And the relationship between Schmalhausen and Liszt is rather complex. He certainly was very protective of her and she worshiped the ground he walked on. Do you know if there were ever any ‘romantic’ activities going on between the two of them? According to these books, Liszt was like an indulgent father showering his attentions on his favorite daughter. But Schmallhausen was deeply in love with him and they were so intimate that I wonder if their relationship ever strayed into another sort of territory. What are your thoughts on that?

The photos in “The Death of Franz Liszt” are interesting. I see that the two in the book are different from the ones you (Daniel) showed me earlier. In the book you see him holding the small bouquet of flowers that Lina placed in his hand. And you can see in one of the photos how much hair she cut off from the side of his head. In the book, she chastised herself for hastily cutting a rather large lock in so prominent a place.

Another photo I find very interesting is the one of the actual funeral procession moving along Maximilianstrasse. All those people! I know most of them were there for the Wagner festival, but I never really realized how many people were actually around at these times in history that we read about. If only there were more photos of Chopin in his day!

This brings me to a point you made regarding that other biographical novel on Liszt that overstresses the relationship between Liszt and Chopin. How much does it overstress it? This alone is another confusing subject matter to me, as I’ve read many conflicting reports.

Back to Liszt, and now Cosima: Certainly a subject matter that can go on for a long time. Right now I’m finding it hard to put into words how I feel about her. There are always two sides to a story. It says in the book that she had diaries too. Do you know about them? Were they ever published? Are they on display at the Liszt Museum? And speaking of that, I see on the internet that there are three Liszt museums. Pretty impressive but it does not surprise me given the fact that his life was long a very full!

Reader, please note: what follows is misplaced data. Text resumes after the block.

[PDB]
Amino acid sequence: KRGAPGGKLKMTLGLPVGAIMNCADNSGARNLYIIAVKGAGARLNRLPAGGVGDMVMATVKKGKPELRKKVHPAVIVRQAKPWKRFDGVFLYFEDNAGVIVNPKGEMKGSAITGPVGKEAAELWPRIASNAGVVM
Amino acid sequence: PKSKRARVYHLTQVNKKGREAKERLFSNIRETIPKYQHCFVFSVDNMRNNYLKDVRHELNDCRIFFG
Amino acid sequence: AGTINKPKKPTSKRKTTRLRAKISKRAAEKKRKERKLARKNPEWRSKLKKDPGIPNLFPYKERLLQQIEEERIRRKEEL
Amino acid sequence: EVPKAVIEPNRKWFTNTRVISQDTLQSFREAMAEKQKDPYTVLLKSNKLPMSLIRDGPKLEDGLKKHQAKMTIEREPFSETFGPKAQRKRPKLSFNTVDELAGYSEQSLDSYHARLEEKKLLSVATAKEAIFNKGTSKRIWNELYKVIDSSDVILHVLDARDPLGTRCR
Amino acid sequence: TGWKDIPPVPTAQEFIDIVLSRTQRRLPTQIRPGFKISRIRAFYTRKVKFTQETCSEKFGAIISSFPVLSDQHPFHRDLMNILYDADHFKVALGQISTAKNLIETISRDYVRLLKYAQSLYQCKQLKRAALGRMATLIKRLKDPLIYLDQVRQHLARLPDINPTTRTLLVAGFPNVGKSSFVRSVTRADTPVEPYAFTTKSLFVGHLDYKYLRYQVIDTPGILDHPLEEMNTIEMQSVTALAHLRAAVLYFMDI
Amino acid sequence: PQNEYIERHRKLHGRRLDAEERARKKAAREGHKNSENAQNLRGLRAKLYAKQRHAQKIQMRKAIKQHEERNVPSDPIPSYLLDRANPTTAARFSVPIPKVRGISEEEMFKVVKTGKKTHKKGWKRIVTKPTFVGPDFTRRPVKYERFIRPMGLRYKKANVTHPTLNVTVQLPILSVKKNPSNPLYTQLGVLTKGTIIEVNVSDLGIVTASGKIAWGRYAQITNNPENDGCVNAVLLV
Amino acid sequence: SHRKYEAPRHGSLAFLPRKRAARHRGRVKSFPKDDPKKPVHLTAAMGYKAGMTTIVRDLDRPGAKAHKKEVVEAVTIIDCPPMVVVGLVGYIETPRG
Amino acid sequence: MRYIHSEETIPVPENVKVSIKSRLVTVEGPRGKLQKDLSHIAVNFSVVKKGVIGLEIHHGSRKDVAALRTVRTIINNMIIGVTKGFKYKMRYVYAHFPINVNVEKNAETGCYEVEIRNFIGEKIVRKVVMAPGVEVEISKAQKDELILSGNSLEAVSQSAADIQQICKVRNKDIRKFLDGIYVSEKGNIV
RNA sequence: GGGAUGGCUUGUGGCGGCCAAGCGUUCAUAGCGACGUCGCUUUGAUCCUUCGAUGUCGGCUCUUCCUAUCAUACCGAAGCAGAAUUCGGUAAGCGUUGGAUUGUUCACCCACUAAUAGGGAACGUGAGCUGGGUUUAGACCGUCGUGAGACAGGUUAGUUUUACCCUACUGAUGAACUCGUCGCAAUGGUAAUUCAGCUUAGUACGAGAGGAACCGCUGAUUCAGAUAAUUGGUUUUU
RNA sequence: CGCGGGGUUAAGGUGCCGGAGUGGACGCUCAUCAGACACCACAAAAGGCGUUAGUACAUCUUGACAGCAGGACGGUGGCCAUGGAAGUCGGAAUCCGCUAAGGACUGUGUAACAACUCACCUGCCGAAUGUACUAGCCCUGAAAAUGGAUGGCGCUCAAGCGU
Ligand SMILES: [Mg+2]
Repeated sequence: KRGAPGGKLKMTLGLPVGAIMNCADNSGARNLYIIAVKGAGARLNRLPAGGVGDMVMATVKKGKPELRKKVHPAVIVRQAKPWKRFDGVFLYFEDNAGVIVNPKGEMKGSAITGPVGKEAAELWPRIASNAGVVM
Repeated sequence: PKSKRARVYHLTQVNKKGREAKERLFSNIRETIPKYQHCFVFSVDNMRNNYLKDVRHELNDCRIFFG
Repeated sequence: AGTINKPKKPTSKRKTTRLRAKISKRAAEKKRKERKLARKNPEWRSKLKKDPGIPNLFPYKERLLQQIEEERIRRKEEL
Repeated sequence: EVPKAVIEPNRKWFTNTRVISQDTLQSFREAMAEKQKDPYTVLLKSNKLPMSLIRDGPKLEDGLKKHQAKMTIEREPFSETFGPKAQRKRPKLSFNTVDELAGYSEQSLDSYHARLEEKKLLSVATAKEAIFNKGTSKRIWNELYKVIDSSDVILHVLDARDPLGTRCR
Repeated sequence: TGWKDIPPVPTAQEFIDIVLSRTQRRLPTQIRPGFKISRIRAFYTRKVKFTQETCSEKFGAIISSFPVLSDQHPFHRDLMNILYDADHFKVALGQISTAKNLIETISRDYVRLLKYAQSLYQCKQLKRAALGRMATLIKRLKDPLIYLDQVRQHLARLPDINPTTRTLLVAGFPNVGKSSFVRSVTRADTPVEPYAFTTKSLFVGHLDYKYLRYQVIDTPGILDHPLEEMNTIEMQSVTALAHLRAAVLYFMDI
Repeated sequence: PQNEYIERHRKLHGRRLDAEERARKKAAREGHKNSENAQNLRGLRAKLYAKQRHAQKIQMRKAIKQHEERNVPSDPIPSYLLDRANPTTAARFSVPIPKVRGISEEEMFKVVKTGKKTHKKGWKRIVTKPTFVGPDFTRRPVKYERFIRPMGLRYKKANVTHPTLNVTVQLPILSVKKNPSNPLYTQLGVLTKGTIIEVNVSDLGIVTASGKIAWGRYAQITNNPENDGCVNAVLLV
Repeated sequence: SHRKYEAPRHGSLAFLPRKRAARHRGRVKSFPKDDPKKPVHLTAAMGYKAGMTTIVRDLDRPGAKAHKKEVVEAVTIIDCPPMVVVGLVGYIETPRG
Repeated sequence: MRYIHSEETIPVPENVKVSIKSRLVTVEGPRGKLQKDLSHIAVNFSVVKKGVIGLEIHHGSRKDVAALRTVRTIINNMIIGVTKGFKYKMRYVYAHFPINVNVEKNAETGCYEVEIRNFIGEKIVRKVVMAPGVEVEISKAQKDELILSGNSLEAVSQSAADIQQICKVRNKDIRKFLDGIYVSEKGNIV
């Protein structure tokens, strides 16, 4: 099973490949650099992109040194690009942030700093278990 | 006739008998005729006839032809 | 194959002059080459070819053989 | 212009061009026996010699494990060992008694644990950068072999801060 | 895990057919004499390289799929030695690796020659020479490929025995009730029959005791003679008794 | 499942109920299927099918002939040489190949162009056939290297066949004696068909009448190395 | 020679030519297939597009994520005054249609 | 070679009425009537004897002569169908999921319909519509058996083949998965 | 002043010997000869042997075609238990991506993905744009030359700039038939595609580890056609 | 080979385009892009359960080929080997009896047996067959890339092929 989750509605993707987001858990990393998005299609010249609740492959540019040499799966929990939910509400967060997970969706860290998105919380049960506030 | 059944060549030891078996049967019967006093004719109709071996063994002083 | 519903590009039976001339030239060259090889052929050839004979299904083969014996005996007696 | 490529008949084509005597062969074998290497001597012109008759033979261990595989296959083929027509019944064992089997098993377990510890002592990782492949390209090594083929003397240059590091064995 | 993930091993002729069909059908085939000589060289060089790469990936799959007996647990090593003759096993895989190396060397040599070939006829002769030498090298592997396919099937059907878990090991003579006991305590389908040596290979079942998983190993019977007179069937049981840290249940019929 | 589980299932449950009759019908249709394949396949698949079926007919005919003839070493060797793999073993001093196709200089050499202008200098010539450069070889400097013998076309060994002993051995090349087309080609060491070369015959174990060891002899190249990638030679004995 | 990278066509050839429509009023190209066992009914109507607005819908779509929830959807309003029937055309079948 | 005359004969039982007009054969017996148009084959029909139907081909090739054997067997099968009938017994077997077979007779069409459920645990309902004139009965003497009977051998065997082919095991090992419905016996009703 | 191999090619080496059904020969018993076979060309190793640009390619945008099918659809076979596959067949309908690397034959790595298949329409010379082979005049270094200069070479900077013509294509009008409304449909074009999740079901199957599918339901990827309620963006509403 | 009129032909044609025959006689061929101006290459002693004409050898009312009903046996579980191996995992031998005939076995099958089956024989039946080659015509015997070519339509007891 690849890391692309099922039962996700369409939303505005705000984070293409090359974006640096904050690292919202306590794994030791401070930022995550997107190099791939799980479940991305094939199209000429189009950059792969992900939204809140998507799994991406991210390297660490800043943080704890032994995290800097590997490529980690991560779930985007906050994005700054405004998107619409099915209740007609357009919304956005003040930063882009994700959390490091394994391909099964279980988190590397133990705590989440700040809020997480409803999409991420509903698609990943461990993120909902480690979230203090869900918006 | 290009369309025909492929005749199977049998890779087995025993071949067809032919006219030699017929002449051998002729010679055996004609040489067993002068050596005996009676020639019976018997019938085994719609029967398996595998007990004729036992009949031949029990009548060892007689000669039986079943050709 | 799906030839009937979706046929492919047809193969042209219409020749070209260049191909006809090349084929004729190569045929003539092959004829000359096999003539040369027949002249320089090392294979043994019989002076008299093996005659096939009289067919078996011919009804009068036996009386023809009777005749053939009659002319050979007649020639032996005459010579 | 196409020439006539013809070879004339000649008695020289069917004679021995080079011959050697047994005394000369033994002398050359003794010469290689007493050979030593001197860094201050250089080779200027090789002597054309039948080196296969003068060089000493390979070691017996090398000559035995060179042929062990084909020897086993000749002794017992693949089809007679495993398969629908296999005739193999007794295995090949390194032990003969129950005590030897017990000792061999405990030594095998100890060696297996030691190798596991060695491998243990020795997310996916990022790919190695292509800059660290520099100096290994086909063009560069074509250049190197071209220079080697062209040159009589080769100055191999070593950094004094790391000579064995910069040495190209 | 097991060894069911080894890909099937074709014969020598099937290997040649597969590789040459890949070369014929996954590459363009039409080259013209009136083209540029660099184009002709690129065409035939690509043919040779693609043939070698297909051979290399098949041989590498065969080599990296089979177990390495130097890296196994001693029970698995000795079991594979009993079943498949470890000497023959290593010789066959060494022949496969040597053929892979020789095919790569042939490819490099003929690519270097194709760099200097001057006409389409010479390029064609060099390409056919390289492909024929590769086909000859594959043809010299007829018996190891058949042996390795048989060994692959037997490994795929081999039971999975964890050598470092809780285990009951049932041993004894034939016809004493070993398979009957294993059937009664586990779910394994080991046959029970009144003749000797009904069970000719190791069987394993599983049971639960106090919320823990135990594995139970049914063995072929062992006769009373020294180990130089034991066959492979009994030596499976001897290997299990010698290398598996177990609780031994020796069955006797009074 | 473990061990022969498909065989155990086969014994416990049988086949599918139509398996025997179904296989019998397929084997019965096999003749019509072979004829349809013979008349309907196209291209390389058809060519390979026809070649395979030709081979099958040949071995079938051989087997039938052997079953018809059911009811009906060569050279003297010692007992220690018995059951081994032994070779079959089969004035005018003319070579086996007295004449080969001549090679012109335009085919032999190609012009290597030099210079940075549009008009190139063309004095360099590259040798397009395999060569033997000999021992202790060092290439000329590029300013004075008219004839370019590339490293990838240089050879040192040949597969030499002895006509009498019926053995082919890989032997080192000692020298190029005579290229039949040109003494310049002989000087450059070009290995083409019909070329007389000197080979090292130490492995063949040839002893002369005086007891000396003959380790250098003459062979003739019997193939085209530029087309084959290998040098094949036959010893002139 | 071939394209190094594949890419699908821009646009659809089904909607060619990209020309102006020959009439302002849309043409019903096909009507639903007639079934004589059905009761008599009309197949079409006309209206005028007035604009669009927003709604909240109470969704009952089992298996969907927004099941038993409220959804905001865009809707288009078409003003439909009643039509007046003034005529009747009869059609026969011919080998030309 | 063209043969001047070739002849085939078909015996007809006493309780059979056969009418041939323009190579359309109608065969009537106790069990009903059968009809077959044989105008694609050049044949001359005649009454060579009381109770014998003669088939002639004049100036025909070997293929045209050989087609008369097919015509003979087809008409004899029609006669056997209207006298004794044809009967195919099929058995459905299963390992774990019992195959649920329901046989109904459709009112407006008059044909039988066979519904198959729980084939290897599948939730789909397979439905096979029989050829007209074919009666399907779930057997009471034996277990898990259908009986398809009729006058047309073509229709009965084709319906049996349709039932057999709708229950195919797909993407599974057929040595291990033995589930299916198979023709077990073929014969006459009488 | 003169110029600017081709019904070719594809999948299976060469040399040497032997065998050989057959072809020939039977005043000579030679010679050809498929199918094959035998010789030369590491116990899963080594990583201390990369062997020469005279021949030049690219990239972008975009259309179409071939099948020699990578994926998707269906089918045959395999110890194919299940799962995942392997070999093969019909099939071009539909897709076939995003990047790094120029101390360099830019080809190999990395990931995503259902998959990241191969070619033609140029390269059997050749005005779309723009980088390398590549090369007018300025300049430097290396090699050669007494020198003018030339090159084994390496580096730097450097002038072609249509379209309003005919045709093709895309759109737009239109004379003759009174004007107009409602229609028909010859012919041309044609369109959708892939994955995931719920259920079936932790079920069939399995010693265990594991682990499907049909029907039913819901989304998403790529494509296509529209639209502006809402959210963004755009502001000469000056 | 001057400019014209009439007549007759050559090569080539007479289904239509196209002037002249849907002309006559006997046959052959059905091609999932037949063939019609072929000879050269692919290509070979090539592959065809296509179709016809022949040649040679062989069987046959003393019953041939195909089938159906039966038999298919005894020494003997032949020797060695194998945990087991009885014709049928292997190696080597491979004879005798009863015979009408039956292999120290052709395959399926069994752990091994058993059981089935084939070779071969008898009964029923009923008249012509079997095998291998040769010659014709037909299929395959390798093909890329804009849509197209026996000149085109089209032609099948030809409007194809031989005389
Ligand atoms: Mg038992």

A little tidbit, though, is that the museum in Weimar shows us Liszt's salon which is supposedly unchanged. The color scheme is bright and colorful - cheery yellows and bold reds. Chopin preferred more subdued colors like dove gray, burgundy reds, creamy off-whites. Seems that these two men's tastes in style and decor reflected their personalities.



nathanscoleman wrote:
Mon, the Walker bios (there're three of them, right?) are worth the investment then??


Yes! So much information. And also some interesting info about certain pieces he composed, and how other composers 'borrowed' little bits and fragments.


nathanscoleman wrote:
Oh yeah! ... Embarassed .... faulty memory ... I DID turn 33 last friday! old man, me!

Then I am doomed, because I am older than you!

nathanscoleman wrote:
I played the sopalizio


I would like to look at that piece someday. Is it hard?


nathanscoleman wrote:
And can we rhapsodize a bit about his forward-thinking pianism??


Speaking of being pianistic (sort of): Somewhere in the books it describes how Liszt used creative, unusual, but also logical fingering to manage certain passages in difficult pieces. It's really neat!


About the Beethoven festival that Liszt practically managed by himself - specifically, the statue of Beethoven that was erected in the center of the square. (At least I think it was Beethoven - I could be wrong and it's someone completely different - been reading too books at the same time!) Anyway, (I think that) a statue of Beethoven was accidentally positioned backwards. Can you imagine a large crowd gathered by the statue, eagerly anticipating its unveiling - probably someone gives a speech, maybe a band starts to play, and someone shouts, "voilá" as he pulls off the draping, only to reveal that the statue is turned around and showing his backside to the crowd. I think that's so funny!

Oops, looks like this was a little long-winded.

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my videos: http://www.youtube.com/user/monicapiano
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PostPosted: Tue Aug 26, 2008 1:40 pm 
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Quote:
I would like to look at that piece someday. Is it hard?


The sopalizio isn't too hard ... by lisztian standards anyway ... the major difficulty is the rapidly descending LH octave passagae in climax. I remember you saying something about hurting wrists. I'm actually gonna post this and the other 2nd year of pilgrimage pieces (it may be my first CS, but don't tell Chris! ) That man sure loved his damn octaves ... and I just can't play them at speed with my back the way it is right now. Besides, after Ishay's recent performances, I'll have to post ultra-clean (for me 8) ) posts for a while!